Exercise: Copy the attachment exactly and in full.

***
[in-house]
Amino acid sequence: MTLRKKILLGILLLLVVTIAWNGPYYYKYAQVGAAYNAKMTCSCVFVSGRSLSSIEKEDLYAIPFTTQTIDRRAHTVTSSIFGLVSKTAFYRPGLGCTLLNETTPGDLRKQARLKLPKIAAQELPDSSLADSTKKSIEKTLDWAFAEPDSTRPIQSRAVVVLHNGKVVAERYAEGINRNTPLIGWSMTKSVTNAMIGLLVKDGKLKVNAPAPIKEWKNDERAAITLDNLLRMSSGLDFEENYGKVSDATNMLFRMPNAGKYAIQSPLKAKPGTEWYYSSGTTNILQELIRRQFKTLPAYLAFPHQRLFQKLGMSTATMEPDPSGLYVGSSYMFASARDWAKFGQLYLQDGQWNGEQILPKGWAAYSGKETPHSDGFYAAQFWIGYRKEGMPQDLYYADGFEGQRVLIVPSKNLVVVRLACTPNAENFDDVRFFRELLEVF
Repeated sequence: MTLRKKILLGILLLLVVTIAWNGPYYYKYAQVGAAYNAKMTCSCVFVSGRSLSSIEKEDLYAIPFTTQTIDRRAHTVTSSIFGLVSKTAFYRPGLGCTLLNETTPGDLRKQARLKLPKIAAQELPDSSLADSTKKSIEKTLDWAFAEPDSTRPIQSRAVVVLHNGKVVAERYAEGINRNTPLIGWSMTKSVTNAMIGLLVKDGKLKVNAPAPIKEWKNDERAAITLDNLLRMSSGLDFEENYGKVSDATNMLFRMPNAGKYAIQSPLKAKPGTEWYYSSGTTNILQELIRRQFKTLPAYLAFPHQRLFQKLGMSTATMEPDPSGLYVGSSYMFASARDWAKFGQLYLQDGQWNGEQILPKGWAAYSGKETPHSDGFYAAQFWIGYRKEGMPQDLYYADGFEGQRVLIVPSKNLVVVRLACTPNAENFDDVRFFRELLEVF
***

[in-house]
Amino acid sequence: MTLRKKILLGILLLLVVTIAWNGPYYYKYAQVGAAYNAKMTCSCVFVSGRSLSSIEKEDLYAIPFTTQTIDRRAHTVTSSIFGLVSKTAFYRPGLGCTLLNETTPGDLRKQARLKLPKIAAQELPDSSLADSTKKSIEKTLDWAFAEPDSTRPIQSRAVVVLHNGKVVAERYAEGINRNTPLIGWSMTKSVTNAMIGLLVKDGKLKVNAPAPIKEWKNDERAAITLDNLLRMSSGLDFEENYGKVSDATNMLFRMPNAGKYAIQSPLKAKPGTEWYYSSGTTNILQELIRRQFKTLPAYLAFPHQRLFQKLGMSTATMEPDPSGLYVGSSYMFASARDWAKFGQLYLQDGQWNGEQILPKGWAAYSGKETPHSDGFYAAQFWIGYRKEGMPQDLYYADGFEGQRVLIVPSKNLVVVRLACTPNAENFDDVRFFRELLEVF
Repeated sequence: MTLRKKILLGILLLLVVTIAWNGPYYYKYAQVGAAYNAKMTCSCVFVSGRSLSSIEKEDLYAIPFTTQTIDRRAHTVTSSIFGLVSKTAFYRPGLGCTLLNETTPGDLRKQARLKLPKIAAQELPDSSLADSTKKSIEKTLDWAFAEPDSTRPIQSRAVVVLHNGKVVAERYAEGINRNTPLIGWSMTKSVTNAMIGLLVKDGKLKVNAPAPIKEWKNDERAAITLDNLLRMSSGLDFEENYGKVSDATNMLFRMPNAGKYAIQSPLKAKPGTEWYYSSGTTNILQELIRRQFKTLPAYLAFPHQRLFQKLGMSTATMEPDPSGLYVGSSYMFASARDWAKFGQLYLQDGQWNGEQILPKGWAAYSGKETPHSDGFYAAQFWIGYRKEGMPQDLYYADGFEGQRVLIVPSKNLVVVRLACTPNAENFDDVRFFRELLEVF